The Wels catfish can become as old as a human being
The Wels catfish in Sweden can become older than what researchers have previously thought. Our largest freshwater fish can reach an age of more than 70 years and become more than 2 metres long. Researchers at Linnaeus University have studied the red-listed species for ten years – and still get excited when they manage to catch one.
“It feels a bit weird to go fishing for a fish that is my age, a fish that was born shortly after World War II”, says Per Larsson, professor at the Department of Biology and Environmental Science.
The Wels catfish is the largest freshwater fish in Europe. It’s blue-black with distinct barbels that look like whiskers around its mouth. However, the most evident characteristic, is its massive size.
“We have tagged and studied more than 1,000 fishes. Our results show that it’s not uncommon with weights of over 30 kilos and lengths of close to two metres. Such a large Wels catfish can be 70 years old”, says Kristofer Bergström, who is writing his doctoral thesis on Wels catfish.
The exceptional longevity was recently presented in the journal Scientific Reports.
But how can you determine the age?
Time-consuming to determine the age
It’s a bit challenging to determine the age of a Wels catfish. The most used method for determining the age of a fish is to analyse various parts of the skeleton from a dead individual. This way, you can study changes to the bone structure, for every summer and every winter the fish has lived, like the annual rings of a tree.
Rare and threatened
In Sweden, the Wels catfish (Silurus glanis) is rare and threatened. It can only be found in three water systems, Helgeån/Möcklen, Emån, and Nyköpingsån/Båven. It is a relic from a post-glacial warm period (8,000 years ago) and in Sweden the fish is on the absolute limit of its distribution range. In central Europe, where the Wels catfish is common, they are widespread. In these regions, the Wels catfish can reach weights of over 100 kilos and lengths of 2.5 metres. It is the largest freshwater fish in Europe. The research group from Linnaeus University has studied the Wels catfish for over 10 years in Möckeln and Emån.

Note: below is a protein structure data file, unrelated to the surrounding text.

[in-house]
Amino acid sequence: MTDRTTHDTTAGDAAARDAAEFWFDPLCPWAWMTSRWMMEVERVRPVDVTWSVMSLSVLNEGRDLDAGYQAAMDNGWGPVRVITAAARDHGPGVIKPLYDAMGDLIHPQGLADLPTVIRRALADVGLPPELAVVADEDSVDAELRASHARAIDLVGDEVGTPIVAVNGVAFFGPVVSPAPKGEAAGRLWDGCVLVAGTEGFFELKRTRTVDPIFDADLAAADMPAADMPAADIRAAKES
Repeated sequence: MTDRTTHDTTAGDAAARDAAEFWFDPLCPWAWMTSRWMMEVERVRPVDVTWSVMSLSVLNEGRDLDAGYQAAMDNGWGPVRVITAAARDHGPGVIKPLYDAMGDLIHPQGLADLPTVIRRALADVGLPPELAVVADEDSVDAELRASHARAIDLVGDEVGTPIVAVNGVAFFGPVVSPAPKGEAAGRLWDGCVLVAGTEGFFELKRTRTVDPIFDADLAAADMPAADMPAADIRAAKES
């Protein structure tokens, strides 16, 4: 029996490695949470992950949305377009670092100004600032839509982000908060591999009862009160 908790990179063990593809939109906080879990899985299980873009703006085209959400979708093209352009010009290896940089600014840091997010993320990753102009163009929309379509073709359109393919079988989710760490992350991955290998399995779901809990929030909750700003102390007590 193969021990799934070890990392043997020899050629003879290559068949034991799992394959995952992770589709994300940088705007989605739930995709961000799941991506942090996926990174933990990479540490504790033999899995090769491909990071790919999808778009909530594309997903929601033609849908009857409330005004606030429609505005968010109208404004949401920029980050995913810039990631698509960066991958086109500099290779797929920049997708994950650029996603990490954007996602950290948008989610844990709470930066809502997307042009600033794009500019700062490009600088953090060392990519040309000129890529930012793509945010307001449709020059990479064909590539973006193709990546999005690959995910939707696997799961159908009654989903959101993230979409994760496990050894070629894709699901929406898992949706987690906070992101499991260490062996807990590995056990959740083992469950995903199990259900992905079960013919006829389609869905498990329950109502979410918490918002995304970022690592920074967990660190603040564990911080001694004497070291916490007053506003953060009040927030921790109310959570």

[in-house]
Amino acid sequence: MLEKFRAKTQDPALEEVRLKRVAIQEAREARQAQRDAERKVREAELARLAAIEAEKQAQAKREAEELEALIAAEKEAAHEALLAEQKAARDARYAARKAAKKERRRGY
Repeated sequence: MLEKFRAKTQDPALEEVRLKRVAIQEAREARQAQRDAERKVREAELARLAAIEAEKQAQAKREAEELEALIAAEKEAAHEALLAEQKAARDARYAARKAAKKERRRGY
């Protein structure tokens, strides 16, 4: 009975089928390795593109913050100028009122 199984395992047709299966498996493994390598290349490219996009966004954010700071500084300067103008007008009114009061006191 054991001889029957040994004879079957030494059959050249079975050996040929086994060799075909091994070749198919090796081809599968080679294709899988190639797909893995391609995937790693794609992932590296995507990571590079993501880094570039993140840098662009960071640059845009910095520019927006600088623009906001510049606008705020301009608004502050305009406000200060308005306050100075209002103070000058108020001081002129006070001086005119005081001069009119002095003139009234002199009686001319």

Determining the age of a living fish is more challenging. In order not to harm the red-listed catfish, caution is required. Therefore, the researchers use another, but more time-consuming, method.
“We catch the catfish at a certain time and measure it and weigh it, and then we hope to recapture it in the upcoming years to measure how much it has grown. By compiling this information on growth over time for many fishes of different sizes, we can determine how old a fish is at a certain length”, explains Oscar Nordahl, the researcher who has been working with the age model.
Every catfish is tagged with a small chip that makes it possible to separate the individuals and keep track of their development. The researchers examine the fish as quickly as possible and then release it back into the water. Given the size of the fish, it’s easier than you might think.